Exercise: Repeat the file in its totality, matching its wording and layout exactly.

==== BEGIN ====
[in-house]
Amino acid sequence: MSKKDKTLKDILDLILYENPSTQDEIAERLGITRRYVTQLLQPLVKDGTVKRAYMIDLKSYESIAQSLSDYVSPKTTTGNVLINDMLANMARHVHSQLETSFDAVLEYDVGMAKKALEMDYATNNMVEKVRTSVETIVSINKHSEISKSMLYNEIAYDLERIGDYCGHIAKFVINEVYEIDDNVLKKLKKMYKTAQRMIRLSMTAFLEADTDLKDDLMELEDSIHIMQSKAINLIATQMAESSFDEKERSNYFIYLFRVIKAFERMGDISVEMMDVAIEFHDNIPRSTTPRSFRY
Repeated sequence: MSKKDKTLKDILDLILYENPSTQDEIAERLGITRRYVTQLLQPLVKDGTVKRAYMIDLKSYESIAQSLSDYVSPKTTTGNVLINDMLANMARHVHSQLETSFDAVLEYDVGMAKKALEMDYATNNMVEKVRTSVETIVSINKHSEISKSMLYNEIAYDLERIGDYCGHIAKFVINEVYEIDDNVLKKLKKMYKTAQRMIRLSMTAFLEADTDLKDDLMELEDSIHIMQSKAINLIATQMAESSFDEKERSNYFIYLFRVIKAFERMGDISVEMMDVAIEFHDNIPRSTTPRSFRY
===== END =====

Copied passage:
[in-house]
Amino acid sequence: MSKKDKTLKDILDLILYENPSTQDEIAERLGITRRYVTQLLQPLVKDGTVKRAYMIDLKSYESIAQSLSDYVSPKTTTGNVLINDMLANMARHVHSQLETSFDAVLEYDVGMAKKALEMDYATNNMVEKVRTSVETIVSINKHSEISKSMLYNEIAYDLERIGDYCGHIAKFVINEVYEIDDNVLKKLKKMYKTAQRMIRLSMTAFLEADTDLKDDLMELEDSIHIMQSKAINLIATQMAESSFDEKERSNYFIYLFRVIKAFERMGDISVEMMDVAIEFHDNIPRSTTPRSFRY
Repeated sequence: MSKKDKTLKDILDLILYENPSTQDEIAERLGITRRYVTQLLQPLVKDGTVKRAYMIDLKSYESIAQSLSDYVSPKTTTGNVLINDMLANMARHVHSQLETSFDAVLEYDVGMAKKALEMDYATNNMVEKVRTSVETIVSINKHSEISKSMLYNEIAYDLERIGDYCGHIAKFVINEVYEIDDNVLKKLKKMYKTAQRMIRLSMTAFLEADTDLKDDLMELEDSIHIMQSKAINLIATQMAESSFDEKERSNYFIYLFRVIKAFERMGDISVEMMDVAIEFHDNIPRSTTPRSFRY